Wow, Erin! I love hearing stories like this. It gives me such faith for the kind of medicine we could be practicing. Can you tell us what those doctors did to help facilitate your process? I am so fascinated with how our bodies can heal themselves in the presence of the right love and support. Do tell....

What about the rest of you? Please share your stories. Have you been healed?

Erin's picture

What a blessing you are to

What a blessing you are to the world of western medicine, Lissa. I wish there were more doctors like you!

I learned the difference between healing and curing during my twenties. I fought a long and difficult battle with Crohn's Disease. I lost 18 inches of my small intestine and almost my life. In a lot of ways, it DID rob me of my life - for years I couldn't do many of the things I wanted to do and I spent entirely too much of my time living in fear of my own body. That is so unreal to me now, being afraid of my own body!

Anyway, I'm here today because I found someone to help me heal on an energetic level. When old, toxic patterns were released (patterns involving my family, my hometown, my childhood), I got better. November is my anniversary month. Three years off of all meds! And my intestines are fine and dandy.

But I will never EVER forget the kind and compassionate health care professionals I met over the years. I remember their names and faces and I send love out to them every now and then, even though they most likely wouldn't remember me. They touched my life in a profound way by caring for me as a person instead of a patient. And that is clearly the kind of doctor you are. I have no doubt that your patients feel the same way about you.

Lissa Rankin's picture

Thank you Caroline. Just to

Thank you Caroline. Just to clarify, NOW- the "worst cases" do make me more engaged. But when I was in an insurance based practice, scheduled to see 40 patients/day (7 1/2 min per patient), you feel yourself cringe when you see those worst cases. It brings out all our own inadequacies as docs- we know we can't "cure" someone in 7 1/2 minutes when they have issues like these. So we feel like failures. It's horrible- I know. But it's really how many of us feel. The patient suffers. We suffer. It's SO BROKEN.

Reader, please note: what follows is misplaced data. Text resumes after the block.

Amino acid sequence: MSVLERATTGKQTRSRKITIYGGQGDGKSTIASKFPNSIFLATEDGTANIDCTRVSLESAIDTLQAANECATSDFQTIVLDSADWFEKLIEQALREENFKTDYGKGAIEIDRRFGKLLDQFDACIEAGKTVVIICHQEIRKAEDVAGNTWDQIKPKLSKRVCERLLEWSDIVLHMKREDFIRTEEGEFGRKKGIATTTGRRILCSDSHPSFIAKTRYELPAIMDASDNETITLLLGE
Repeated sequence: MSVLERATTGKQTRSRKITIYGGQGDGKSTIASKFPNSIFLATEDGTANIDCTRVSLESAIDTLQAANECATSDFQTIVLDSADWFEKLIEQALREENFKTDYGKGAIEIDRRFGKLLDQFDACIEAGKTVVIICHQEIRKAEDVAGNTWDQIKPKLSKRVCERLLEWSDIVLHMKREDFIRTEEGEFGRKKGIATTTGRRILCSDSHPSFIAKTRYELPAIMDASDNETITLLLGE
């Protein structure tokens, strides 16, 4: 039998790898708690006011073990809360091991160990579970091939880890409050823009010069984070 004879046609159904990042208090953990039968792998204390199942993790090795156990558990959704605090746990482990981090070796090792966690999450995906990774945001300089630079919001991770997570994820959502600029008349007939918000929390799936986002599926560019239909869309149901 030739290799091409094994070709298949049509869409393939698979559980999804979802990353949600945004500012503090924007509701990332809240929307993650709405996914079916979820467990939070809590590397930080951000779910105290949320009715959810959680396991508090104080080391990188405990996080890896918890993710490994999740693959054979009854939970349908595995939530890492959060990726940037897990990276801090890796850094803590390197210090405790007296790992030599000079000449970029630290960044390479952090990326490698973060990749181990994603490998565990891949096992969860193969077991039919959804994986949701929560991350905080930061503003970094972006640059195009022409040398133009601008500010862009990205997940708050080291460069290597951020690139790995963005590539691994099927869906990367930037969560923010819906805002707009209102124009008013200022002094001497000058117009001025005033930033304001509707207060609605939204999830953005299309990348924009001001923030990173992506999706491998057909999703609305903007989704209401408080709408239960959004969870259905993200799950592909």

Now, it's different. I have an hour with my patients. Sally and I got to spend a great deal of time together, and I'm so inspired to put the healing back into medicine. Now, I say bring it on- send me the "worst cases." For there- there is the greatest chance for truly helping those in need. (Isn't that why we're there?)

Thank you so much for sharing your story, sweetie. With love Lissa

Caroline (SpeakHealth.org)'s picture

Wow, this post has my eyes

Wow, this post has my eyes watering. very profound stuff. Sally's story is hard evidence that your mental state and lifestyle profoundly affects your physical health.

I was sort of surprised to read that, as a doctor, the "worst cases" make you back off instead of being more engaged. While I can understand the reasons, its also a little worrying that many docs might not have assessed their own response and really made the effort with Sally. (sort of reminded me of a video about doctor engagement with difficult pts that i helped make for the site im working on: http://speakhealth.org/a-doctors-dilemma/ )

I think I've been the "Before" Sally: After I was diagnosed with depression 7 years ago, I went to several different docs/therapists, and I am STILL adjusting my meds. I really lost hope of ever feeling normal. But it was when a particular doctor said to me that "no one has to be depressed. no one has to settle for that" that I realised that my condition was something that could change- that i could heal, even if i wasn't "cured". (not being sad is a very hard concept for depressed people to tackle, I understand).

Anyway, I just wanted to share that- your post put me in a very emotional and confessional place! Thanks for reading!

~c